15. Driffill, John & Mizon, Grayham Ernest & Ulph, Alistair Mitchell, 1989. "Costs of Inflation," CEPR Discussion Papers 293, C.E.P.R. Discussion Papers.
    • Driffill, John & Mizon, Grayham E. & Ulph, Alistair, 1990. "Costs of inflation," Handbook of Monetary Economics, in: B. M. Friedman & F. H. Hahn (ed.), Handbook of Monetary Economics, edition 1, volume 2, chapter 19, pages 1013-1066 Elsevier.
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Citations

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Cited by:
  1. Siklos, Pierre L., 2008. "No single definition of central bank independence is right for all countries," European Journal of Political Economy, Elsevier, vol. 24(4), pages 802-816, December.
  2. Helge Berger & Ulrich Woitek, . "Does Conservatism Matter? A Time Series Approach to Central Banking," Working Papers 9814, Business School - Economics, University of Glasgow, revised May 1999.
  3. Helmut Wagner & Wolfram Berger, 2004. "Globalization, Financial Volatility and Monetary Policy," Economic Change and Restructuring, Springer, vol. 31(2), pages 163-184, June.
  4. Krause, Stefan & Méndez, Fabio, 2008. "Institutions, arrangements and preferences for inflation stability: Evidence and lessons from a panel data analysis," Journal of Macroeconomics, Elsevier, vol. 30(1), pages 282-307, March.
  5. Mark Mietzner & Dirk Schiereck, 2011. "Staatsfonds als Ankerinvestoren: Eine Note zum Einstieg von Aabar bei Daimler," Perspektiven der Wirtschaftspolitik, Verein für Socialpolitik, vol. 12(1), pages 92-100, 02.
  6. H.M. Prast, 1996. "Inflation, unemployment and the position of the central bank: the opinion of the public," Banca Nazionale del Lavoro Quarterly Review, Banca Nazionale del Lavoro, vol. 49(199), pages 415-454.
  7. Lemmen, J.J.G. & Eijffinger, S.C.W., 1996. "The Fundamental Determinants of Financial Integration in the European Union," Open Access publications from Tilburg University urn:nbn:nl:ui:12-73027, Tilburg University.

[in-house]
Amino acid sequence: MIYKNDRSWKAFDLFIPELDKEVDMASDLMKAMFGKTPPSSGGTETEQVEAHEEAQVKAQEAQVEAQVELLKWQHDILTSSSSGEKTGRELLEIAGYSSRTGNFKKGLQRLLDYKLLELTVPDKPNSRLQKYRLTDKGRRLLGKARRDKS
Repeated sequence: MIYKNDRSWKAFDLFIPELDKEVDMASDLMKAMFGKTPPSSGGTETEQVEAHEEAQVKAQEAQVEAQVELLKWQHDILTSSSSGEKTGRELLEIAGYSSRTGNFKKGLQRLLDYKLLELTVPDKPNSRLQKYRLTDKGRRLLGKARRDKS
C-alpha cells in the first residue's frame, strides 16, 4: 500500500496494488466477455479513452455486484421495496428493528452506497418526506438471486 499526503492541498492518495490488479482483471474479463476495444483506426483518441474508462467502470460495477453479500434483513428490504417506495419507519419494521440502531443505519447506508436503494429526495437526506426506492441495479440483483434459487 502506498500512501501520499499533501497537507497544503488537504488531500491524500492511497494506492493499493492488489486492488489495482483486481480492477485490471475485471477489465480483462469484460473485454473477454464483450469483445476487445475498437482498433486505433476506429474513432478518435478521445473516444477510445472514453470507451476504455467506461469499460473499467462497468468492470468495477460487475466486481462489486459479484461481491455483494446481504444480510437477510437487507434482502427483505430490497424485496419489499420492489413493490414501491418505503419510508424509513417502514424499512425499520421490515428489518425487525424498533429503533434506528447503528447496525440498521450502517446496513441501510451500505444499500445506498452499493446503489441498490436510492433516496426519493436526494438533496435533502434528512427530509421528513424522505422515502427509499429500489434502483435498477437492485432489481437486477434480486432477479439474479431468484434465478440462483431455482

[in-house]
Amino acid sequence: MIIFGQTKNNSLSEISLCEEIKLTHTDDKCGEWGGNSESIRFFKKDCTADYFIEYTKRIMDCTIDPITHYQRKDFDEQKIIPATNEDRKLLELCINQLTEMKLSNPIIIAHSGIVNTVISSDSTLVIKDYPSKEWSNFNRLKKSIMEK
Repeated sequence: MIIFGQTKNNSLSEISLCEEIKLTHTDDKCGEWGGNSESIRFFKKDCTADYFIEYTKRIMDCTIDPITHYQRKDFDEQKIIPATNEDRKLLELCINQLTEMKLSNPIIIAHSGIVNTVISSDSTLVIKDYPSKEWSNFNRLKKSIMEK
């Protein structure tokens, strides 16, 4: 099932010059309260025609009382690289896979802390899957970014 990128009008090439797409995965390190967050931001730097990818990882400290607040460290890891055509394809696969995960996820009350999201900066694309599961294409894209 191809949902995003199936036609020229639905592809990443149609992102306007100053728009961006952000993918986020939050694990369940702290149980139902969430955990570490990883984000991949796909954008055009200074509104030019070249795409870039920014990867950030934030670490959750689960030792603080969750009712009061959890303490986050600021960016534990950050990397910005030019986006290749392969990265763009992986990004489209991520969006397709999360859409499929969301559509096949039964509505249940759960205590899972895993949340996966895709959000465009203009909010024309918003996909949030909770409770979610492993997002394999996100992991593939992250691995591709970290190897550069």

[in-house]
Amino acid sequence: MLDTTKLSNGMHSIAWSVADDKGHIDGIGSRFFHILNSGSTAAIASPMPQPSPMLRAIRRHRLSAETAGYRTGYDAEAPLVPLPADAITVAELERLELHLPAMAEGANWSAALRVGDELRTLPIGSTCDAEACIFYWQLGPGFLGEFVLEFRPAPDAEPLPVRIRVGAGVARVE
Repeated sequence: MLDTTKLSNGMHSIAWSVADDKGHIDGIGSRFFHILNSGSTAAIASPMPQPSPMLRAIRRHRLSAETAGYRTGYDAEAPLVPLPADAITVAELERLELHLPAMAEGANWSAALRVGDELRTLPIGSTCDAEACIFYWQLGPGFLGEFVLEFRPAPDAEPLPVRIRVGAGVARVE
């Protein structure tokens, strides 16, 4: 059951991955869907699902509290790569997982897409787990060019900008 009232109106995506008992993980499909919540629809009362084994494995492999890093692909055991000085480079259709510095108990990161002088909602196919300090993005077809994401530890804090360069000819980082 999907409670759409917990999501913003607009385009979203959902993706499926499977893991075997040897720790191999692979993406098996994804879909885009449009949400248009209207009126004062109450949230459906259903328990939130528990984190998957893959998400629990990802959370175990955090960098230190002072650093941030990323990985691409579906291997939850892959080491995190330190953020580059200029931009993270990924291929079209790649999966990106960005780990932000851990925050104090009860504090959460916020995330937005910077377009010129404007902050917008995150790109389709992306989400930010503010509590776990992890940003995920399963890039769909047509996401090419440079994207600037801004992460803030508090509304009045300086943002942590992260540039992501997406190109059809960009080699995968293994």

8. Helmut Wagner, 2000. "Controlling inflation in transition economies: The relevance of central bank independence and the right nominal anchor," Atlantic Economic Journal, International Atlantic Economic Society, vol. 28(1), pages 60-70, March.
  9. Tonny Lybek, 1999. "Central Bank Autonomy, and Inflation and Output Performance in the Baltic States, Russia, and Other Countries of the Former Soviet Union, 1995-1997," IMF Working Papers 99/4, International Monetary Fund.
  10. Jakob Haan & Sander Oosterloo, 2006. "Transparency and accountability of central banks in their role of financial stability supervisor in OECD countries," European Journal of Law and Economics, Springer, vol. 22(3), pages 255-271, November.
  11. Kai Hielscher & Gunther Markwardt, 2011. "The Role of Political Institutions for the Effectiveness of Central Bank Independence," CESifo Working Paper Series 3396, CESifo Group Munich.
  12. Athanasios Anastasiou, 2009. "Central Bank Independence and Economic Performance," Cyprus Economic Policy Review, University of Cyprus, Economics Research Centre, vol. 3(1), pages 123-156, June.
  13. H.M. Prast, 1996. "Inflation, unemployment and the position of the central bank: the opinion of the public," BNL Quarterly Review, Banca Nazionale del Lavoro, vol. 49(199), pages 415-454.
  14. Harold Brumm & Richard Krashevski, 2003. "The Sacrifice Ratio and Central Bank Independence Revisited," Open Economies Review, Springer, vol. 14(2), pages 157-168, April.
  15. Lilia Cavallari, 2001. "Macroeconomic Performance and Wage Bargaining in a Monetary Union," Empirica, Springer, vol. 28(4), pages 419-433, December.
  16. Price, Simon, 1997. " Political Business Cycles and Macroeconomic Credibility: A Survey," Public Choice, Springer, vol. 92(3-4), pages 407-27, September.
  17. Walsh, Carl-E, 1997. "Inflation and Central Bank Independence: Is Japan Really an Outlier?," Monetary and Economic Studies, Institute for Monetary and Economic Studies, Bank of Japan, vol. 15(1), pages 89-117, May.
  18. Stefan Krause & Felix Rioja, 2006. "Financial Development and Monetary Policy Efficiency," Emory Economics 0613, Department of Economics, Emory University (Atlanta).
  19. Berlemann, Michael & Hilscher, Kai, 2010. "Effective monetary policy conservatism: A comparison of 11 OECD countries," HWWI Research Papers 2-21, Hamburg Institute of International Economics (HWWI).